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H OW the war is financed is of close personal interest to every tax- payer and citizen. Good finance measures can help speed victory and secure the Four Freedoms. It is the purpose of this booklet to provide concise reference infor- mation to aid those who want to study or discuss the various aspects of War Finance. Questions and Answers on War Financing PATRIOTISM is a good basis for buying war bonds; but patriotism plus an understanding of the ele- ments of war finance is a better basis. Informed bond owners aren’t fooled by Axis-inspired rumors — and are much more likely to hold their bonds, both now and during re-conversion. John Q. Public never used to con- cern himself much with “economics.~~ He wasn’t interested. Now, how- ever, he is. Every aspect of war financing affects the value of his earnings, the value of his savings, the amount of his taxes, and our chances for early victory, a lasting peace and postwar jobs for all. The following basic facts and dis- cussion questions are suggested for use at forums, quiz contests, debates, round-tables, luncheon meetings, ra dio interviews, and social studies classes. Some of the topics may sug- gest subjects for newspaper edi- torials and features. How much can we afford to spend for war? The United Nations have been fighting for their rights to continue to exist. “Tell us what you need, and we’ll vote the money” was Congress mes- sage to the Armed Forces in 1941. “If you can get it produced, we can get it paid for somehow,” was the Treasury Department’s promise to the President. The formula was simply: (1) Cut out every non-essential activity. Get every acre, every mine, every piece of machinery, and every worker producing to the limit. (2) Set aside just enough to feed and clothe the home-front. (3) Send the rest to war. Pay whatever it costs. How to raise $100,000,000,000 $100 billions a year seems to represent about the limit of our abil- ity to produce for war. It has been said that what we can produce we can somehow pay for. But how? Here’s the present plan: Uncle Sam needs this fiscal year---$99,000,000,000 He will raise through taxes ---$46,000,000,000 He will have to meet a deficit of $53,000,000,000 It is sometimes said that borrow- ing enables us to postpone part of the cost of the war. This is mislead- ing. If we could get weapons on credit from another country or an- other planet, we might indeed post- pone part of the cost of the war. But as it is, all we postpone is the task of dividing up the cost of the war— deciding who pays how much. Objectives of present war finance The following principles are basic to any sound War Finance Program: (1) Our normal domestic economy should be kept running smoothly, and war industries in particular should be given every encourage- ment to produce a maximum in the shortest possible time. (2) The morale and unity of the American people should be promoted and not impaired. (3) Inflation must be prevented. (4) The nation should be strong and united after the war ends. National income, gross national product and income payments The term “national income,” much used in time of peace, can be misleading in time of war. The more useful term is “gross national prod- uct.” Gross national product represents the gross total of all goods and serv- ices produced in the economy valued at market prices. (Calendar 1943: $187 billions.) National income is the net product of the economy’s activity; and repre- sents the gross national product less the amount of wear and tear on ex- isting plant and equipment, and the amount of taxes paid by business to government. (Calendar 1943: $148 billions.) Income payments consist of all income distributed to individuals whether from productive activity and included in national income or from relief and social security payments Prepared by Education Section, War Finance Division, U. S. Treasury Depart- ment, Washington 25, D. C.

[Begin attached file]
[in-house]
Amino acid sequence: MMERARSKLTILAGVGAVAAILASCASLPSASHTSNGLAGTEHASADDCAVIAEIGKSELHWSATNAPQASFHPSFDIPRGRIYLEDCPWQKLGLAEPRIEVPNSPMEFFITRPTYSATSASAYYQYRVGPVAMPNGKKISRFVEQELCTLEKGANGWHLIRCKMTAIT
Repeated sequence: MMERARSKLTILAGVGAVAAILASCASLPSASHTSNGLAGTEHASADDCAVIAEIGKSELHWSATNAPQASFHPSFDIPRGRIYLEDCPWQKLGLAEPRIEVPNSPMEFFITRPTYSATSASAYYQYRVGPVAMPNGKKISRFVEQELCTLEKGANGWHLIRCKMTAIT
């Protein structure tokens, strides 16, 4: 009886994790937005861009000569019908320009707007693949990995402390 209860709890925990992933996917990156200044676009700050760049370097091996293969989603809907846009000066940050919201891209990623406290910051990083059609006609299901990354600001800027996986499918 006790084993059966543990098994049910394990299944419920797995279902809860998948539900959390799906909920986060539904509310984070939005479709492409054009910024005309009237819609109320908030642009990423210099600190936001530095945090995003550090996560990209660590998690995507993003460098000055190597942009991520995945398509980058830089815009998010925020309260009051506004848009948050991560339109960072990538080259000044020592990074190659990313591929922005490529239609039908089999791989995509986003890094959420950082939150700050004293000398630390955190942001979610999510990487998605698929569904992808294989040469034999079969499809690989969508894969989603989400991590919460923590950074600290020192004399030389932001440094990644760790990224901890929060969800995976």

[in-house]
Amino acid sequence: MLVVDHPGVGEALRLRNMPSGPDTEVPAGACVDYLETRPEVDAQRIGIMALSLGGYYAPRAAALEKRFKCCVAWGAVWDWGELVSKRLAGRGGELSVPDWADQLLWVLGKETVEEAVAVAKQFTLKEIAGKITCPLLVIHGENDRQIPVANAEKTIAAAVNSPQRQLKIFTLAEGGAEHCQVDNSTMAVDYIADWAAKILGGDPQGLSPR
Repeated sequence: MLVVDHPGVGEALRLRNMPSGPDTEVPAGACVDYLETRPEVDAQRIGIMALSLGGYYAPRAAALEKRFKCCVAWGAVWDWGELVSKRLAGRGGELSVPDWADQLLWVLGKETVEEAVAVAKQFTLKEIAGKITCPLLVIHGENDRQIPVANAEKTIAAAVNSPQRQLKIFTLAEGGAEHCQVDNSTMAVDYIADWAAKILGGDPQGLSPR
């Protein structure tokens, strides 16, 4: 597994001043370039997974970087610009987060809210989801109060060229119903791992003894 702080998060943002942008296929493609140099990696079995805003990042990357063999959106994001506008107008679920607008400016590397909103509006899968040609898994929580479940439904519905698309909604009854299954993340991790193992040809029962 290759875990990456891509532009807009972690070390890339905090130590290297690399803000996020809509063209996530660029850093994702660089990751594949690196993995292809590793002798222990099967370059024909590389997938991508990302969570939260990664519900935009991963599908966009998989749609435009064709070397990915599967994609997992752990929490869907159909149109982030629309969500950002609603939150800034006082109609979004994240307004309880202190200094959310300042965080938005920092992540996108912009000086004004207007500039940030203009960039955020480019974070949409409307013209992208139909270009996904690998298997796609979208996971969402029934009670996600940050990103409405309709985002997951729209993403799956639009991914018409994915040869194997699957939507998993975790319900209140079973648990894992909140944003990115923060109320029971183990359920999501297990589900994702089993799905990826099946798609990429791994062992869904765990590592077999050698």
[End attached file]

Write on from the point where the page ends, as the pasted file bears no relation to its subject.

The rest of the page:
|Title||War financing for peace & prosperity: how war bonds help speed victory, check rising prices, insure post-war prosperity: facts and discussion questions|
United States. Treasury Department. War Finance Division. Education Section
World War, 1939-1945--Finance--United States
World War, 1939-1945--Economic aspects--United States
Savings bonds--United States
|Contributing Institution||Illinois State Library|
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